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WB6BYU
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Posts: 13039




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« Reply #24 on: December 31, 2012, 10:59:05 AM »

Quote from: WY9C

 Would it be possible to use the pole itself as a vertical antenna? 



Yes, it is possible.

I wouldn't worry about conductivity - on the lower bands (80m and 160m) it will
be OK.  Most AM broadcast stations use steel tower sections as verticals.

Yes, you'll need a good set of ground radials.  How many and how long may be the
topic of further discussion:  while "more" and "longer" are usually better, there are
points of diminishing returns.  Something like 30 radials each as long as the antenna
is tall is a reasonable starting point.

130' would be a quarter wavelength on 160m, and can be a very effective antenna
(especially in areas with good ground conductivity).  Look for the YouTube video of
the 130' vertical antenna going up at RW0CWA.  This would also be a half wave
on 80m, but somewhat too long for best results on 40m and higher frequencies.
To use it on 40m ideally you'd keep it below 5/8 wavelength (about 75') though it
can work OK at 3/4 wavelength (about 90').  But with that much height, putting
a horizontal antenna on the top is probably better for 40m rather than using the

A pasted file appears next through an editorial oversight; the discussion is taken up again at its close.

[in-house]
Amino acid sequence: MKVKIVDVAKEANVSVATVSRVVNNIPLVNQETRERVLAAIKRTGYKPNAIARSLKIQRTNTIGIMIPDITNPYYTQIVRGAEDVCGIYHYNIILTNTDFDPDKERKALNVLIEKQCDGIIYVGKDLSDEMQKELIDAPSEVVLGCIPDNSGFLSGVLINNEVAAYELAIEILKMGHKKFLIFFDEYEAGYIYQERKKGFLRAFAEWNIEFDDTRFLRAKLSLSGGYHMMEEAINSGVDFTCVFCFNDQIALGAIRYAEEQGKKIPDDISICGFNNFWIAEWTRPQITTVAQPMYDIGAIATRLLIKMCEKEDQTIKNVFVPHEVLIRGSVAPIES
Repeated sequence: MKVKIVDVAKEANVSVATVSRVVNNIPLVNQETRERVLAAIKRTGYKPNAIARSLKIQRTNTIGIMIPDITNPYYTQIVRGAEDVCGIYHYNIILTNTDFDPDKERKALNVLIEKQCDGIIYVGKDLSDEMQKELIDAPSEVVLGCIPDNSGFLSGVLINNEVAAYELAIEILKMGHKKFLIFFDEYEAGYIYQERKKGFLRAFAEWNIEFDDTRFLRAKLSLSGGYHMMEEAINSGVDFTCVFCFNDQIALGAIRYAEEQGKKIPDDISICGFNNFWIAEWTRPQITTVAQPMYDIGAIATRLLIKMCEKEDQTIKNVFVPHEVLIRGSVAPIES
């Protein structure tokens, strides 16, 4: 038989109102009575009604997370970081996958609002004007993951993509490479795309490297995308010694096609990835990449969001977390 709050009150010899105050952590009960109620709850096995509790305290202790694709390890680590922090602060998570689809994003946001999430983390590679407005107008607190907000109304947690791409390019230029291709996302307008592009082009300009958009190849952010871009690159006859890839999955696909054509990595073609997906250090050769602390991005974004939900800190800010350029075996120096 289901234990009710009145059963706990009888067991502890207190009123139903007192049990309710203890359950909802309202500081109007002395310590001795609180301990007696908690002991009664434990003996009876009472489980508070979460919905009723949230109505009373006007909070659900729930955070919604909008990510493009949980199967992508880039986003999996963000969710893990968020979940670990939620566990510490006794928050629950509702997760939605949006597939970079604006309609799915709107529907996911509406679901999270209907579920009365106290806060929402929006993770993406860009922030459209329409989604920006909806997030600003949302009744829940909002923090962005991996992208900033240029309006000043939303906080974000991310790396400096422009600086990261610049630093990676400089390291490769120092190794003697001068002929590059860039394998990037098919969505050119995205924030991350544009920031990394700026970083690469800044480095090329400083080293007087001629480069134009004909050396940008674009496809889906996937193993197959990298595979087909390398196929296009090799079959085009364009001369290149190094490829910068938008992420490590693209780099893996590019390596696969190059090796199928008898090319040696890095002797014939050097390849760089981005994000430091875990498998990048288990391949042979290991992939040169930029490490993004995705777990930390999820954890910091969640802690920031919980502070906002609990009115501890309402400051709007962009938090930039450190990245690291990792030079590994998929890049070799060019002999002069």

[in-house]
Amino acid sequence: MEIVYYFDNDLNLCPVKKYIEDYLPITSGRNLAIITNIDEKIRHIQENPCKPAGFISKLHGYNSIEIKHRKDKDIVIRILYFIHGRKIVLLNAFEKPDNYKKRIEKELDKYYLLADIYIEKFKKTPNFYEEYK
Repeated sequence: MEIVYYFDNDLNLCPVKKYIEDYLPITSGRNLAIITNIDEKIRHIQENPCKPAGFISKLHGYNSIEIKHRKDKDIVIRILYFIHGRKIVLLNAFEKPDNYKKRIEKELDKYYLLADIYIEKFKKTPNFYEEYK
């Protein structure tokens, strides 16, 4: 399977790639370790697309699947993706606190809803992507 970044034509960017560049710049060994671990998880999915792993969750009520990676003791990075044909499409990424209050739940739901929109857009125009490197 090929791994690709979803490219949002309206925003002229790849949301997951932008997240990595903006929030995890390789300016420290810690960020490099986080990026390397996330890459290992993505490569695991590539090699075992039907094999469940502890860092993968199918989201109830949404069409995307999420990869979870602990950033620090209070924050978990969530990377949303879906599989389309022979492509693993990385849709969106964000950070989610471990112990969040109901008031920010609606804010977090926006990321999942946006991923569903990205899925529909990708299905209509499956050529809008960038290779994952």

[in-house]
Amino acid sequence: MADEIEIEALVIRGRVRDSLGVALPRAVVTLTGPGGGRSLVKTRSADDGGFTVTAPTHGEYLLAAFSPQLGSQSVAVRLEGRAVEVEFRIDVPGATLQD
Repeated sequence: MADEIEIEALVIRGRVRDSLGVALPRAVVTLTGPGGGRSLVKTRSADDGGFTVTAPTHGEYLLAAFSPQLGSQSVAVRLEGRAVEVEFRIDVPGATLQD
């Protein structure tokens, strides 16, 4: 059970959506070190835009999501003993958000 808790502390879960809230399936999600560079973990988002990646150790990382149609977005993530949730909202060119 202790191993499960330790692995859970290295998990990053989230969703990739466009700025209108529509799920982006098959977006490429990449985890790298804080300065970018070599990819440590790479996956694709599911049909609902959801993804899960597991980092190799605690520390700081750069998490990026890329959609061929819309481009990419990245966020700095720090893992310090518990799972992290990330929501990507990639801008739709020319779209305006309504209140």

mast as an antenna.

You can ground the base of the antenna and shunt feed it, which will effectively
give you a single band antenna.  Or you can insulate the base from the ground
and feed it with some sort of matching network:  this might be trivial on 160m,
but would need to match a high impedance on 80m.  If you want to get more
elaborate you could build a 160m version of the HyGain 18HT vertical with stubs
to provide a match on other bands.

Concrete by itself isn't a particularly good insulator - though it isn't a good conductor,
either.  However, if the mast is guyed (as it would need to be to remain upright) then
the base really only needs to keep the bottom from sinking into the ground, and you
can use various sorts of ceramic or plastic insulators that will take the weight of
the mast + the downward force due to the guys when the wind blows against it.